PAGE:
On January 5th (that’s more than two months in the past!), I embarked onto the first leg of my journey through the More Than Moore project. As it turned out, it was a winter journey, as I recorded a synth rendition of Schubert’s Der Leiermann, the closing song of his song cycle Die Winterreise.
First things first: here’s a video documenting cutting the tape (which later got transferred to digital for the video only, i.e. everything before the youtube video is in fact an analogue signal chain).
Arrangement and Tracking
I decided to start by recording guide tracks: playing The Grand from the Kurz, I laid down guide vocals via my trusted Beyer M88 (it’s interesting that while for headphones I prefer AKG, for mikes it’s all Beyer and AT). Next, I disassembled the piano part into three MIDI parts (the bordun left hand, the accompanying chords, and the melody), and extracted MIDI from the vocals using Cubase’s VariAudio feat. As this is originally written for tenor voice and I sing more of what Wagner would call a high bass, I discovered that precise pitch is an issue for that low E for me.
I then did what I mostly do, namely created a digital mockup using simple VSTis (here: Retrologue), all the while thinking about choice of analogue synths for the parts.
My choices were as follows: A100 (with only a sine voice through a VCA with envelope) for the keyboard melody, Matrix for the chordal part, Sixtrack for the bordun, and Pulse for the lead voice. And I envisioned to add some very gentle timpani-like parts using the Volca Kick.
Next: sound choices. I started by wiring the synths of choice to my small-format rack mixer which sits together with the DAW, and browsed some presets (or, in case of the Sixtrack, started editing from scratch, as it had suffered from memory corruption). Turned out memory wasn’t the only thing that got corrupted: notes hung, controller messages were garbled, and there’s also some ugly, intermittend background noise. All in all, I might be in the market for an analogue poly synth. Maybe a Minilogue? Or a DeepMind? But I digress.
For this track, the issue was resolved easily: if you want something that has some kind of Sixtrack DNA and you only need three voices, look no further than the DSI Tetra sitting on the other side of the room. With that, the instrumentation was picked.
I then continued to connect the synths to the board. Next was sound choice and sound design: I found that while some presets provided a good starting point, none of them was ready to go out of the box. After that was taken care of, I listened to the sound. I immediately discovered that the Tetra makes the most noise, followed by the Matrix. In both cases, DIs were in order. For the Matrix, I also made a mental note to add a gate later on – for the Tetra, this didn’t make much sense as it’s playing all through the track.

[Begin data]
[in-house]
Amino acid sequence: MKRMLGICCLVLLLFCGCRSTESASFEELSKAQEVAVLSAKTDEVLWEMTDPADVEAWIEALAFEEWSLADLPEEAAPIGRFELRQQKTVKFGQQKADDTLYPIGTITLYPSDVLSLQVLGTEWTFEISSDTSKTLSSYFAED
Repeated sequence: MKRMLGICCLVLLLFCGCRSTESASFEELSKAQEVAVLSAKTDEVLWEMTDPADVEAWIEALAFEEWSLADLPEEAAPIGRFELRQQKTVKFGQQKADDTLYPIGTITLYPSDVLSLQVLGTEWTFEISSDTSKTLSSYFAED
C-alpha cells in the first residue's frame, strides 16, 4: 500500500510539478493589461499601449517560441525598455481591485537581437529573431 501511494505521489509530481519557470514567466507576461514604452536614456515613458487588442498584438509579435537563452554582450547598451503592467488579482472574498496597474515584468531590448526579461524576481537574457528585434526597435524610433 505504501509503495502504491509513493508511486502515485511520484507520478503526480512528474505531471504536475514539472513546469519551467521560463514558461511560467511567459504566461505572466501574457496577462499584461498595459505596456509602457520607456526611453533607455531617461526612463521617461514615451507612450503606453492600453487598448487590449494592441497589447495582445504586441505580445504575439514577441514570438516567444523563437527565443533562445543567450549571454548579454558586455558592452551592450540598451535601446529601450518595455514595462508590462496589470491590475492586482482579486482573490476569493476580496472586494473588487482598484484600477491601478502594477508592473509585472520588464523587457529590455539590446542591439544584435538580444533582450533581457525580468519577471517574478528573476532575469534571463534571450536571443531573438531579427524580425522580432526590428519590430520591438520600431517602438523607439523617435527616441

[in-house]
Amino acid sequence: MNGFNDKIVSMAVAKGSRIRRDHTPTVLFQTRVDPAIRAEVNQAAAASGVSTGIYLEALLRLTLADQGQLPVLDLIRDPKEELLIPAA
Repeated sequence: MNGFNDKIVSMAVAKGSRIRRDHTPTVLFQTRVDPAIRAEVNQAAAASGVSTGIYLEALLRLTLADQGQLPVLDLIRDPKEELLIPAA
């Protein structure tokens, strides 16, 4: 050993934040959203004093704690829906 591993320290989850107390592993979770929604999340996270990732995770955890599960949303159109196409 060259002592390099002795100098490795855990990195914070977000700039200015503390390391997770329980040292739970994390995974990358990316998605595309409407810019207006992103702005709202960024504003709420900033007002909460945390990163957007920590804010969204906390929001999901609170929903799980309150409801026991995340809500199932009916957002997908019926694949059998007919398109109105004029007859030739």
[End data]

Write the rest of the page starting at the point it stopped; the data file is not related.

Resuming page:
Next were effects. Which meant stompboxes. I started to set up a chain of three VD400 delays because you never can have too many delays, then added some new grabs: an Arion Phaser, an old Ibanez stereo chorus, an Ibanez Flanger, and a choice of TC Dark Matter and Boss Super Overdrive distortions.
Wiring the stompboxes was a breeze, wiring to the rack gear not so much: there may or may not be issues in the wiring, or in some of the devices I had acquired second-hand: the BSS 944 doesn’t seem to work, just like the 3630’s compressor, and one of the DR404’s channels also failed. No problem, for this track I still had enough to spare.
The next topic was the lead voice: what I had extracted from my singing voice didn’t work well to play a synth expressively. I then sat down in front of the Prophecy’s keyboard (would have preferred to play it on the Q, but there is a “space issue”) and recorded it practically as a first take.
So I had four auxes: a three-tap-delay, a chorus, a phaser and a flanger. The two distorion pedals were fed by direct outs from the keyboard melody and lead voice respectively. At this point, I also decided to beef up the lead voice a little by adding a 16′ triangle played by the Minibrute. And I added the timpani with the Volca Kick. Gates were applied to Volca Kick, Matrix, A100 and both distortion pedals, and compression to the Kick and a gentle one to the lead voice. Chorus, Phaser and Flanger were applied to Tetra, Matrix and Pulse in that order. And the A100 got the delay treatment. I used the four pair of subgroups for everything Tetra, everything Matrix, everything A100 and everything lead voice, respectively. With some gentle EQ settings (the only voice requiring some more intense treatment was the Tetra), I was all set.
Next came the recording medium. I brought over the CT-95 in an uncleaned state (not having the necessary fluids at my disposal) and consciously opted for a ferric tape for the dark sound of that composition – maxell UR which you can buy for seven for five in your local store.
The mixdown parameters for this track were rather simple – after I had set EQs and outboard where applicable, there was only a small number of fades, and those only to keep noise contained during the quiet passages.
Effects-wise, I had only a little bit of delay as a slapback on the lead voice, chorus on the pad, and distortion on the sine wave, which in turn went through the flanger. And lacking a proper reverb, I used a plate algorithm from the Zoom 1201 – great bang for the buck this one!
I did a test run first, and then went straight to tape as they say.
So it works. It will be trickier for those tracks where I need to adjust mixer parameters and synths at the same time, but that can be scored and done by a two-man-team easily. More than Moore is looking towards a bright future!